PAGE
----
ABOVE: The swollen vein of a common wood nymph butterfly, Cercyonis pegala

Butterflies in the Satyrinae subfamily have ears at the base of their wings that they likely use to detect predators. Next to their ears are prominent, swollen wing veins whose function has been a mystery.

Now, researchers at Carleton University in Ottawa report that the veins appear to be part of the insects’ hearing system, and that when these inflated structures are ablated, butterflies lose their sensitivity to low-frequency sounds (below 5 kHz).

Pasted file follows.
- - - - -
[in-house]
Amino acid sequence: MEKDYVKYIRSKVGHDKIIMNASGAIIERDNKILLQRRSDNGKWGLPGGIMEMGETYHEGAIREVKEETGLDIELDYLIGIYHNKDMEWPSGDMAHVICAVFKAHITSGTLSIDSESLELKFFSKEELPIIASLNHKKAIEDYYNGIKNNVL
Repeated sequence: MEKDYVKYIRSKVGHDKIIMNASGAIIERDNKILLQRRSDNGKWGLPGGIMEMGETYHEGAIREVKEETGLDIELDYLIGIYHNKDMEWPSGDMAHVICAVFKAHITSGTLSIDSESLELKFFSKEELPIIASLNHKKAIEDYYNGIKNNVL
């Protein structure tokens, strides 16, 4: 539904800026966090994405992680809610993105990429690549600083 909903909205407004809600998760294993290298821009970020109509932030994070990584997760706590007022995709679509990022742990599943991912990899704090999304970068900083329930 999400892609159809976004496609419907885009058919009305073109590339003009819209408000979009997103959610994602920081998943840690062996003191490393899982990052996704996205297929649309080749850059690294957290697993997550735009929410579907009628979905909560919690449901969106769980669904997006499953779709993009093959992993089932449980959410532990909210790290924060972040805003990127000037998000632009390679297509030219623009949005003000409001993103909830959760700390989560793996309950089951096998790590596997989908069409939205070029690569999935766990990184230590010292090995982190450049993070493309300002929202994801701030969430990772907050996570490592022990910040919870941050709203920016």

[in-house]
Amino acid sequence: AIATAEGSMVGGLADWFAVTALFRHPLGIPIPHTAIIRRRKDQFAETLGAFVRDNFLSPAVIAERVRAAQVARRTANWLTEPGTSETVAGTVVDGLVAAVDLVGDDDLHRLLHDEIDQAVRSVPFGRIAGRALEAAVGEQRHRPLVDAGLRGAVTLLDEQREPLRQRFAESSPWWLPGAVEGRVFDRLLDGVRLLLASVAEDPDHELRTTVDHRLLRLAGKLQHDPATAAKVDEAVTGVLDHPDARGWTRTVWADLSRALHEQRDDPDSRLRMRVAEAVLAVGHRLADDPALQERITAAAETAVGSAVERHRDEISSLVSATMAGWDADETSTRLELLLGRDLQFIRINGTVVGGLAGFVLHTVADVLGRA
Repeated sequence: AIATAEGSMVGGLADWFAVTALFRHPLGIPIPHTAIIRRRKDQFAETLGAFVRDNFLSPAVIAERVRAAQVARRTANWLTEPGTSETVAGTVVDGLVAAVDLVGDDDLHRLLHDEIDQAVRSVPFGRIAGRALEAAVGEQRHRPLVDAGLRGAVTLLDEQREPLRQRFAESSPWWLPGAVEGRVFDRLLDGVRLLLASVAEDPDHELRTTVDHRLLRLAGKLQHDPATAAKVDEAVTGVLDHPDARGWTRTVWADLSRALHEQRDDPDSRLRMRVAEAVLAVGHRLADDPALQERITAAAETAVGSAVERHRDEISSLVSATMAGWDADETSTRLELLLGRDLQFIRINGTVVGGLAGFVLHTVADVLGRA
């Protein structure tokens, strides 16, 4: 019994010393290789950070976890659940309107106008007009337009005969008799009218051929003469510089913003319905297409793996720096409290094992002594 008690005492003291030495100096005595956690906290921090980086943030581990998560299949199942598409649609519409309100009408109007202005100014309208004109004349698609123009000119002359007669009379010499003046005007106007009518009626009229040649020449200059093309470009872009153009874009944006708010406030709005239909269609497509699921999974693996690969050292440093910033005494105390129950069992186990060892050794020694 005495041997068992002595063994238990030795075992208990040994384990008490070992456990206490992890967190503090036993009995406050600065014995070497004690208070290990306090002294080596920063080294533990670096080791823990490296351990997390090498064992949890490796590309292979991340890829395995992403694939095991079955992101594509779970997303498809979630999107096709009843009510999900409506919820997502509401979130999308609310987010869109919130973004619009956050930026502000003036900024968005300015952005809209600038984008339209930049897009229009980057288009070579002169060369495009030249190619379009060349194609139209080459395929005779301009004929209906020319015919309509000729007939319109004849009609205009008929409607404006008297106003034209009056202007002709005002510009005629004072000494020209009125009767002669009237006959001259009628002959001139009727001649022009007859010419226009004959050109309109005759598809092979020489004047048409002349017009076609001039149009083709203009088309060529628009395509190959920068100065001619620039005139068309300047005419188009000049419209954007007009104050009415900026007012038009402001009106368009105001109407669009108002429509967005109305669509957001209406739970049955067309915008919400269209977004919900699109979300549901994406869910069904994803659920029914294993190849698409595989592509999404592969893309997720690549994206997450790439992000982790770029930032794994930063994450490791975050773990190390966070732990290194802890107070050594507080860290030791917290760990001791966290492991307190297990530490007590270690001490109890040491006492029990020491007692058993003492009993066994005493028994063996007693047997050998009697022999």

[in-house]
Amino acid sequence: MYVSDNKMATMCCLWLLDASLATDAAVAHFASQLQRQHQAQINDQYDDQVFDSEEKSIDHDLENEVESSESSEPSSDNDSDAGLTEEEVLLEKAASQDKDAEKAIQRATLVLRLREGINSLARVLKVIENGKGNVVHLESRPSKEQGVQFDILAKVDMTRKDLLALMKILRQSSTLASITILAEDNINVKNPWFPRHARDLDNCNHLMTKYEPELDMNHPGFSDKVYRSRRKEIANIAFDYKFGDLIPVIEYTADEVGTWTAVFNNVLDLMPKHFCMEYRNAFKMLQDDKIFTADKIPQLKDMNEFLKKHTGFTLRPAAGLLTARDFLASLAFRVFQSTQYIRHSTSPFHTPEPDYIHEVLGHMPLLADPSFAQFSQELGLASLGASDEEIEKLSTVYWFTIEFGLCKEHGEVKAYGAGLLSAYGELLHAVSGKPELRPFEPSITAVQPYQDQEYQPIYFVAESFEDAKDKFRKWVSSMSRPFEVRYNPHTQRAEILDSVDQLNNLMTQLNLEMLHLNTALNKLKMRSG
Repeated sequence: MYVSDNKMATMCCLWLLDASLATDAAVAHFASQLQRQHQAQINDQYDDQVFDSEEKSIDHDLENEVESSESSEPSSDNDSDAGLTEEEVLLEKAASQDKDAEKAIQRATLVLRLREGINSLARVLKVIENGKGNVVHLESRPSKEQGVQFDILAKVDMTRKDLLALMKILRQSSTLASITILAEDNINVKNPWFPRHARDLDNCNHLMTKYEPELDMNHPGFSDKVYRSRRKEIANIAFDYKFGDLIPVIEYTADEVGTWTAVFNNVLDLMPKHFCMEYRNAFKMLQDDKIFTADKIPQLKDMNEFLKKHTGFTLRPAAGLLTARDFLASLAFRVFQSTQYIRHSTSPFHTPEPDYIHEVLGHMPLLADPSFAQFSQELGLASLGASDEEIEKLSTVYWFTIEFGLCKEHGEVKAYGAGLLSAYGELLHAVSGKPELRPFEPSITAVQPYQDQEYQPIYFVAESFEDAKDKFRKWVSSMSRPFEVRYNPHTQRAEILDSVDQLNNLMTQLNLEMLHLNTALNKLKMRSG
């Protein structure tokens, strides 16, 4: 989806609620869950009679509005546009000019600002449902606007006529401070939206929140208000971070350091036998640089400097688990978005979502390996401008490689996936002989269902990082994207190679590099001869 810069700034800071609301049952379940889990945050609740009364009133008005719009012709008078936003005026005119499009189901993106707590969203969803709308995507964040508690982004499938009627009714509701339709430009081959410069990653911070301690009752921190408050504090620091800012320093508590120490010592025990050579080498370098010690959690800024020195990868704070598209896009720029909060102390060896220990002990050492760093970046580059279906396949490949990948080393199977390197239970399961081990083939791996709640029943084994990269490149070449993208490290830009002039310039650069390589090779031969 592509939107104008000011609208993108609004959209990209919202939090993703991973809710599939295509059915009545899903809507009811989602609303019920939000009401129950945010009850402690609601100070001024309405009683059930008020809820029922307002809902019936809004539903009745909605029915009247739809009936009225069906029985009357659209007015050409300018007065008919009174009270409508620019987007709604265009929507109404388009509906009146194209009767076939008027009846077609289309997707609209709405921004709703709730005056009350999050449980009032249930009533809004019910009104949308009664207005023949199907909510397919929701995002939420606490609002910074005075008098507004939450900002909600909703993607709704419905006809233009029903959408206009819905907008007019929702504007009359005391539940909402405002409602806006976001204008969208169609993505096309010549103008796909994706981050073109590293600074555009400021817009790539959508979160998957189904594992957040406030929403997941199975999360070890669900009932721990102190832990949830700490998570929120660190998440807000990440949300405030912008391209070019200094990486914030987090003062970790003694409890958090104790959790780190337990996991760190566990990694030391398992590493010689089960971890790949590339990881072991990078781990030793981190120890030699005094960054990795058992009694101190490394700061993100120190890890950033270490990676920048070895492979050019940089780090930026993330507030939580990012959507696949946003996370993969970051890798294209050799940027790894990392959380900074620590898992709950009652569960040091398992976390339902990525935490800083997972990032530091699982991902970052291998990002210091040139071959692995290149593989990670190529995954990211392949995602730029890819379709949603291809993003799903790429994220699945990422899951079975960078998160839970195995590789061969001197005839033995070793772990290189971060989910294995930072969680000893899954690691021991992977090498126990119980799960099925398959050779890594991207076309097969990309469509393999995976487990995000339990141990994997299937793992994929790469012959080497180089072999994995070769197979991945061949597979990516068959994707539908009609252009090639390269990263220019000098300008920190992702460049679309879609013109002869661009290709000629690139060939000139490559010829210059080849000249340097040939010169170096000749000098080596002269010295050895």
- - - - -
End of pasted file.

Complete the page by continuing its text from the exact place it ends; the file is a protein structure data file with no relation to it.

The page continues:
Scanning electron micrograph showing part of a common wood nymph butterfly’s ear

P. Sun et al., “In that vein: Inflated wing veins contribute to butterfly hearing,” Biol Lett, 20180496, 2018.

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